It's never been easier to secretly record co- workers, supervisors and executives — in corporate meetings casual conversations, office parties, even cubicles and bathrooms,. Nearly everyone carries a highly sophisticated, powerful recording device (a smartphone) in his or her hip pocket these days.
With Google Glass and other wearables woven discretely into clothing coming out soon, anyone can become a super spy like James Bond (or maybe someone with less noble intentions). There's no question secret video and audio recordings will explode in the workplace. (They already do out on the public streets of Boston.)
This trend spells disaster for companies, especially those that encourage the use of personal mobile devices at work under formal BYOD policies. Imagine the fallout — legal and otherwise — of a workforce secretly recording the comings and goings of corporate life. Employees can prove managers treated them unfairly in performance reviews, swipe audio in a confidential conference call, record obnoxious behavior, and become a whistle blower for illegal or immoral activity.
Record Now, Ask Questions Later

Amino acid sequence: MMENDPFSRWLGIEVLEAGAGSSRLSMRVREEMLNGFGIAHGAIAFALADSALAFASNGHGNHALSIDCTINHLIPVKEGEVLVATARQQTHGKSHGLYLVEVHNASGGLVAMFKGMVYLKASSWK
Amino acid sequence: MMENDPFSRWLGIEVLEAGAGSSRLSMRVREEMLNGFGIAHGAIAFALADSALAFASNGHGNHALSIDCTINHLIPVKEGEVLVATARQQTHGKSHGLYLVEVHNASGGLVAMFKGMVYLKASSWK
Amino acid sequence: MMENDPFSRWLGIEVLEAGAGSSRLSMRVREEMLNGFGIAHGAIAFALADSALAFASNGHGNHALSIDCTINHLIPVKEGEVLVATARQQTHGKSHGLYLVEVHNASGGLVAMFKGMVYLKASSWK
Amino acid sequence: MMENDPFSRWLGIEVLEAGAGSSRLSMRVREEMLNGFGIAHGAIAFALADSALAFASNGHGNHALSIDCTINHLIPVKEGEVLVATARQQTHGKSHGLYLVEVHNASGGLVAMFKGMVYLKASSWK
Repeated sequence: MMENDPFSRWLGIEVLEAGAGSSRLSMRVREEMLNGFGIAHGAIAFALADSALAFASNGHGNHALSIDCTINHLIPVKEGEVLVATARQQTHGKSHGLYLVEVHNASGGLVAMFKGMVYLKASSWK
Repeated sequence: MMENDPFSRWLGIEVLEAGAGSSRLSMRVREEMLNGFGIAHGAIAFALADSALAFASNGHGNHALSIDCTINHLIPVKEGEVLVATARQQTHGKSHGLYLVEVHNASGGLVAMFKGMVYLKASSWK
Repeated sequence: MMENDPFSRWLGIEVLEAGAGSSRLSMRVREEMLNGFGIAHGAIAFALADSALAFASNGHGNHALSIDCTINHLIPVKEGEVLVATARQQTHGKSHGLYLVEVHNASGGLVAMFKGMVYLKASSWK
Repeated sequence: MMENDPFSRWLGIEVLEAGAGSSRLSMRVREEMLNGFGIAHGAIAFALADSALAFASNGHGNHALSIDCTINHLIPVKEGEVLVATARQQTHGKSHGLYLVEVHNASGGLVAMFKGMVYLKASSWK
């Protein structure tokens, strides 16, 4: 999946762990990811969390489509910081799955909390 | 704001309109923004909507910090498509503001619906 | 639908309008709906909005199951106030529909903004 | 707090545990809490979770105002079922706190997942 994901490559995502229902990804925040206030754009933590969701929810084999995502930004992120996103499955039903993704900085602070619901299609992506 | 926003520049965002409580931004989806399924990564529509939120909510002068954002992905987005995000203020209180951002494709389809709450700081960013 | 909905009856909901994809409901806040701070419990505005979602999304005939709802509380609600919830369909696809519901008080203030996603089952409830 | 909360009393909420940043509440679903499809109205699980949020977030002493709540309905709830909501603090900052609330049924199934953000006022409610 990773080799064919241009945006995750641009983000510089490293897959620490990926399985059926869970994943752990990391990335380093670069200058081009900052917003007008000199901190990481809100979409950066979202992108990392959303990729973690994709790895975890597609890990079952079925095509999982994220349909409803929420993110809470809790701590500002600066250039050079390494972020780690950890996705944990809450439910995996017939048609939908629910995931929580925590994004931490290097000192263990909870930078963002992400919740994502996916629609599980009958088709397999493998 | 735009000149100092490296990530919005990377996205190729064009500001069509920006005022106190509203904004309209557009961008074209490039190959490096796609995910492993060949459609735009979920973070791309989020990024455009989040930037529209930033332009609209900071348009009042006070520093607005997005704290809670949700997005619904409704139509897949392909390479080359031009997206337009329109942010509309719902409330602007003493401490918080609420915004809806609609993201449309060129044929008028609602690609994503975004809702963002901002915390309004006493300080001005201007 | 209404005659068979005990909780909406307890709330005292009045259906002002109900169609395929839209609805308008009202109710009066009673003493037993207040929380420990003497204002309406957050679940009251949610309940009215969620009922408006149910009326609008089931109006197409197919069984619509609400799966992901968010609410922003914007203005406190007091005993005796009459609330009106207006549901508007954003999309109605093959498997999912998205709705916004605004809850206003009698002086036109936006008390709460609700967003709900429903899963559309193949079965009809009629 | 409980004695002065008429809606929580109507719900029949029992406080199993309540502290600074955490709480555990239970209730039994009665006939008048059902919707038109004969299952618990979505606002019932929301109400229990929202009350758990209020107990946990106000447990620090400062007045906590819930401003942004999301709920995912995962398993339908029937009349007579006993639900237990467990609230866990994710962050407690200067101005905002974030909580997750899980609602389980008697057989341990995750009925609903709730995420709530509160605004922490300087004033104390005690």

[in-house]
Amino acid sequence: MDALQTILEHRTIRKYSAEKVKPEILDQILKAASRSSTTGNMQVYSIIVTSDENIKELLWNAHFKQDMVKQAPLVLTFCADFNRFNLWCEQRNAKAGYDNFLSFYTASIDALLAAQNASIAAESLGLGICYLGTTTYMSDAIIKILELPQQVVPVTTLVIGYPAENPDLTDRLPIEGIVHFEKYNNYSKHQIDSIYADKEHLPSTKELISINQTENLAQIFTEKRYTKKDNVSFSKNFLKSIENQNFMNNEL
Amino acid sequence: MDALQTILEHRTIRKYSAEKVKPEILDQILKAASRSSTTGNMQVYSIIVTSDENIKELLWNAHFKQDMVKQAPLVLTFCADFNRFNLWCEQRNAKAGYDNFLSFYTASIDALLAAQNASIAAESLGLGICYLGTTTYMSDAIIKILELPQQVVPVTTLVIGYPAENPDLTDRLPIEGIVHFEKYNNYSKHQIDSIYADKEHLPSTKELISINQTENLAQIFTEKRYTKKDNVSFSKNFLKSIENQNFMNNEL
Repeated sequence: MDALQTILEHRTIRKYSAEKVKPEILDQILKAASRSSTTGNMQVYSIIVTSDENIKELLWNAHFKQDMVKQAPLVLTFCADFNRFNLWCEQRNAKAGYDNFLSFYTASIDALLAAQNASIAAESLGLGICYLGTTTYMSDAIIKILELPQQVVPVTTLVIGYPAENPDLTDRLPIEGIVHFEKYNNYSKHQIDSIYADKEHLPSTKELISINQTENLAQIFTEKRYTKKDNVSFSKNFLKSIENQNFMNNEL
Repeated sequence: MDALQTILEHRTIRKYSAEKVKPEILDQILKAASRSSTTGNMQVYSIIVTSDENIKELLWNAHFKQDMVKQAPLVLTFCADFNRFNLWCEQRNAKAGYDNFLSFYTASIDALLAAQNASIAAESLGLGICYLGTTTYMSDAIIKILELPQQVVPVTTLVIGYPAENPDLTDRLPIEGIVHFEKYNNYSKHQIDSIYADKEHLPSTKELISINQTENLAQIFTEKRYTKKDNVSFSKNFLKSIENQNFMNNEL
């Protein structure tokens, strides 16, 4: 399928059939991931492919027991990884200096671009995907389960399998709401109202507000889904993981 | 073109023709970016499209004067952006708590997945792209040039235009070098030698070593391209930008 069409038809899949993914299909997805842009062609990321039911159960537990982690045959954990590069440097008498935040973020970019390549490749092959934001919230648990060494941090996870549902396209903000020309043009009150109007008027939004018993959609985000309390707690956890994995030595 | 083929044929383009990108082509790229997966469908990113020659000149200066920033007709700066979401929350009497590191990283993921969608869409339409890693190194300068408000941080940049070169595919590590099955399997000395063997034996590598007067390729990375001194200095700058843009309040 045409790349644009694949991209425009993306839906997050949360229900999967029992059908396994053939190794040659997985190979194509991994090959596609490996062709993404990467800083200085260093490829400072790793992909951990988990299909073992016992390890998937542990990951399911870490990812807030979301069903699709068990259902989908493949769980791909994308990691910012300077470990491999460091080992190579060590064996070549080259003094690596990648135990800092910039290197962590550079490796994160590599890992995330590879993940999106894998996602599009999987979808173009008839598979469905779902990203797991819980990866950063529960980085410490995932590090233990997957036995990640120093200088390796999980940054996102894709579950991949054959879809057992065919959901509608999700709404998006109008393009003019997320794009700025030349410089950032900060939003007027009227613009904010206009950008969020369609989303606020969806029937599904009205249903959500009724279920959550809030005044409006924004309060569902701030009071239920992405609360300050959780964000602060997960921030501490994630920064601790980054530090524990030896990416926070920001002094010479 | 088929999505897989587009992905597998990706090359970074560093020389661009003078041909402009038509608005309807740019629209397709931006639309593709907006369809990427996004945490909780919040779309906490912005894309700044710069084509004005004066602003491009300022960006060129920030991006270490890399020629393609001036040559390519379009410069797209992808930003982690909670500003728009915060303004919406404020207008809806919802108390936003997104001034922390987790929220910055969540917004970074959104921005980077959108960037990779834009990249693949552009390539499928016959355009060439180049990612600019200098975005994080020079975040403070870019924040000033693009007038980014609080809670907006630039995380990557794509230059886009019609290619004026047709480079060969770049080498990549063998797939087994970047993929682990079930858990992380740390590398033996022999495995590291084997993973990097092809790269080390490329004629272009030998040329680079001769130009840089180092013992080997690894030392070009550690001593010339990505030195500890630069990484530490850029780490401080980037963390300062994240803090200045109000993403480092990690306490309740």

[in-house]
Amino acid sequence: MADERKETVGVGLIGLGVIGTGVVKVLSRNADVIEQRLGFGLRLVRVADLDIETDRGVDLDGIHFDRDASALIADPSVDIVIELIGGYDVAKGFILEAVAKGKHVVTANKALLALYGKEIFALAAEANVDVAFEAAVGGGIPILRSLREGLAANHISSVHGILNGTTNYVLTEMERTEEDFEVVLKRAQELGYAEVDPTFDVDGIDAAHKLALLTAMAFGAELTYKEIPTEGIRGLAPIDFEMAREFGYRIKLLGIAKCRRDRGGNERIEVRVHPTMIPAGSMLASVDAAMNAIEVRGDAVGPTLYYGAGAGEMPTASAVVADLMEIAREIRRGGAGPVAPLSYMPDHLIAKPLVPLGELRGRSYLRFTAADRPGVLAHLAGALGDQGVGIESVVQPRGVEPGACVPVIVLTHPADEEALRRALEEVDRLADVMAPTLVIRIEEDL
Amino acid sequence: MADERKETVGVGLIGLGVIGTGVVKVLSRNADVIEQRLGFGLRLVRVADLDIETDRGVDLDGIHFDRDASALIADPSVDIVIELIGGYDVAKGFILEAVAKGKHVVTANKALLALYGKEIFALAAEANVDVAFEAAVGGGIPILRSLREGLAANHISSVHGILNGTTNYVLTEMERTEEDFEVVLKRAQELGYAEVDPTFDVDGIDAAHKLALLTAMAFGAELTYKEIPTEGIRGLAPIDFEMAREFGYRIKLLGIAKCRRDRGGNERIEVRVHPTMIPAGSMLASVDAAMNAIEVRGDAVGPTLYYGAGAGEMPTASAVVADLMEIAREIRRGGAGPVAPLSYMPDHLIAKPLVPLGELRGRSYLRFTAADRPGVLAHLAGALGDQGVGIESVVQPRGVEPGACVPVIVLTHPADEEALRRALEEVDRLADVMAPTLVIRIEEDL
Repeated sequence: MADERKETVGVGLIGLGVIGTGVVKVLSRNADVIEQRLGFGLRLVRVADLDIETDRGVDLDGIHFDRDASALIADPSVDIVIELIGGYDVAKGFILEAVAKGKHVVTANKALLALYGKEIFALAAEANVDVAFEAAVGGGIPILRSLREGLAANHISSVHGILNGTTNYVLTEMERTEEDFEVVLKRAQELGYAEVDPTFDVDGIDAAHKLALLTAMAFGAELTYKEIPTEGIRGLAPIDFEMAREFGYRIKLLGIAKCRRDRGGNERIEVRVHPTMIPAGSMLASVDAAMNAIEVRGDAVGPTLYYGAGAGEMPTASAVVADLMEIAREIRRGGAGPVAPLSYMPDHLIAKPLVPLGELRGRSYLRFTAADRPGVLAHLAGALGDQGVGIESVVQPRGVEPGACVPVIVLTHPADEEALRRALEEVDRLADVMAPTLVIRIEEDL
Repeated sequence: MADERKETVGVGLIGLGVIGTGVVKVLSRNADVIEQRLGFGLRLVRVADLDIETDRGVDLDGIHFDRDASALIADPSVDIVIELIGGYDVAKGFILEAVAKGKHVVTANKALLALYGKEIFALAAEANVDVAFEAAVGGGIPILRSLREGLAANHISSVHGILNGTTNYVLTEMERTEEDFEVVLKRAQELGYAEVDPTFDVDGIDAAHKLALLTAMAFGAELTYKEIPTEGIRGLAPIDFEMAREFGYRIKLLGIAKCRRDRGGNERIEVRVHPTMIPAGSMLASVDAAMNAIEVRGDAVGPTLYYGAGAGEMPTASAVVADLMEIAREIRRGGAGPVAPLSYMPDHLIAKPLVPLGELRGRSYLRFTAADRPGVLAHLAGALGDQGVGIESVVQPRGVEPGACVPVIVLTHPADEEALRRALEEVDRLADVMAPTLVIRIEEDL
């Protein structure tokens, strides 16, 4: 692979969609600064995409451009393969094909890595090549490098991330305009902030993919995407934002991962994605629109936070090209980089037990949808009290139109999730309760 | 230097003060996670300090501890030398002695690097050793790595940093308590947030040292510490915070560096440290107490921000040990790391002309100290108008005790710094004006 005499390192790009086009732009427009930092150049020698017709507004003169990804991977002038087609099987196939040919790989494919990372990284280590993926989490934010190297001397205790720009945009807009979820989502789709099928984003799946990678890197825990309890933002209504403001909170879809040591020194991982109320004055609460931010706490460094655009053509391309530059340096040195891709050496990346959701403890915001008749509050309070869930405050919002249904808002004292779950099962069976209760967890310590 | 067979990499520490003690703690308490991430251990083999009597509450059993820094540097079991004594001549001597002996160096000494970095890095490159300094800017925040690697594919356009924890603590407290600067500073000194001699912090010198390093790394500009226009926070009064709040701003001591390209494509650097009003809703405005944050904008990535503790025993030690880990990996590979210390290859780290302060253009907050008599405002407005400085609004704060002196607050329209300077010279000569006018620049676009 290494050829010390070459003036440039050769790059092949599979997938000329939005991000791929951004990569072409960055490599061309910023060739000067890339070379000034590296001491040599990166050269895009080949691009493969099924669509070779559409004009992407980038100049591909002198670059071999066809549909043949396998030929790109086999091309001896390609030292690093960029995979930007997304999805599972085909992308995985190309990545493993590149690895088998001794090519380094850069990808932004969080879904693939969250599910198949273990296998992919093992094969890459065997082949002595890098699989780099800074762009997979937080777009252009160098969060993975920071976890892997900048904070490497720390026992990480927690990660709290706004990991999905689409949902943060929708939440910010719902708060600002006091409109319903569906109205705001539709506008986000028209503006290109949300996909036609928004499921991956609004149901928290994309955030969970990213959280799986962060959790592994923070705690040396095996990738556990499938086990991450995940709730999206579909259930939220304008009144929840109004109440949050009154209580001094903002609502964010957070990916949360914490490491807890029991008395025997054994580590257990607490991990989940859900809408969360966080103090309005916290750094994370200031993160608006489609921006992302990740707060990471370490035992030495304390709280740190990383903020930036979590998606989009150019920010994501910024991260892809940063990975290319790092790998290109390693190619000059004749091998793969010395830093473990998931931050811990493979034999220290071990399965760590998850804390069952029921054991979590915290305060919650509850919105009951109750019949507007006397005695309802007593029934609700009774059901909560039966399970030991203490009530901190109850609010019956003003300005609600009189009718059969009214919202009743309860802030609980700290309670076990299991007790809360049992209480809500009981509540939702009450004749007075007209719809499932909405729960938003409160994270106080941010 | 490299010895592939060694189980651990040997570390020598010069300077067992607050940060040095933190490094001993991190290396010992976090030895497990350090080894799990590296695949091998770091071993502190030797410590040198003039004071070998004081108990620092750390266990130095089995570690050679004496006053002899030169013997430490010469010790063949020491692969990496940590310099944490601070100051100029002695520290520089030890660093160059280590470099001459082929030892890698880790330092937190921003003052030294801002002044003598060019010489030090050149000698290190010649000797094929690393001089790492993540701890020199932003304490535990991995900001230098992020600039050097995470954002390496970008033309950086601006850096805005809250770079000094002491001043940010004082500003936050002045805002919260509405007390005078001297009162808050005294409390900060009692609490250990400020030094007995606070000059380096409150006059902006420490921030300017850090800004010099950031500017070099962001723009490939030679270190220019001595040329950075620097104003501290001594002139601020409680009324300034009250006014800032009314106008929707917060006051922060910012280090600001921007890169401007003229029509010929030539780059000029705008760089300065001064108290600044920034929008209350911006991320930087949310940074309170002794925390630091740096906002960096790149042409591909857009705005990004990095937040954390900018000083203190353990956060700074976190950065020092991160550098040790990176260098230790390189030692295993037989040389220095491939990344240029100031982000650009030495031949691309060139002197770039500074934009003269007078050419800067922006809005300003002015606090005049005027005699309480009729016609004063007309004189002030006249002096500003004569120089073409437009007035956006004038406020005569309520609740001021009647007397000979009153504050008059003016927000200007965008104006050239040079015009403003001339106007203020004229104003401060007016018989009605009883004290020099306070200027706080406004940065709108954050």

It's already happening; we're in a record-first culture. A quick scan of the news or a search on YouTube.com will turn up all sorts of videos showcasing bad behavior. Sadly, most people will record a street mugging rather than try to prevent it. In the workplace, a boss berating an employee seems to be especially good fodder, as in this leaked audio of AOL CEO Tim Armstrong shockingly firing an employee in front of a thousand co-workers.
"If there's an issue, everybody's first instinct is to whip out their phone," says attorney Paul Starkman at law firm Pedersen & Houpt.
While companies can try to prevent secret recordings by either citing the law or drafting strict employee policies, there are no guarantees. Simply put, it's a legal quagmire for both employer and employee.
For starters, audio-only and video-with-audio recordings fall under eavesdropping laws, while video-without-audio recordings fall under invasion of privacy laws. Each state also differs on how it handles secret audio recordings. In Illinois, for instance, both parties must consent; it's a felony to surreptitiously record someone else.
Consent, though, leads to murkier water. If someone holds up a smartphone and appears to be video recording in an open and obvious way, and the person being recorded looks into the smartphone and doesn't object, this could be considered implicit consent. On the other hand, it's unclear when Google Glass is recording (although Google Glass on someone's face is hard to miss, so you could argue the implied consent theory there as well).
"It really gets complicated," says Starkman.
Even an employee policy clearly stating that video and audio recording is not allowed on premises and during work hours won't keep a company safe from lawsuits. Consider the case of Whole Foods: United Food and Commercial Workers, Local 919 filed a complaint against Whole Foods Market last summer concerning an employee policy that prohibited recording of conversations. Here's the policy:
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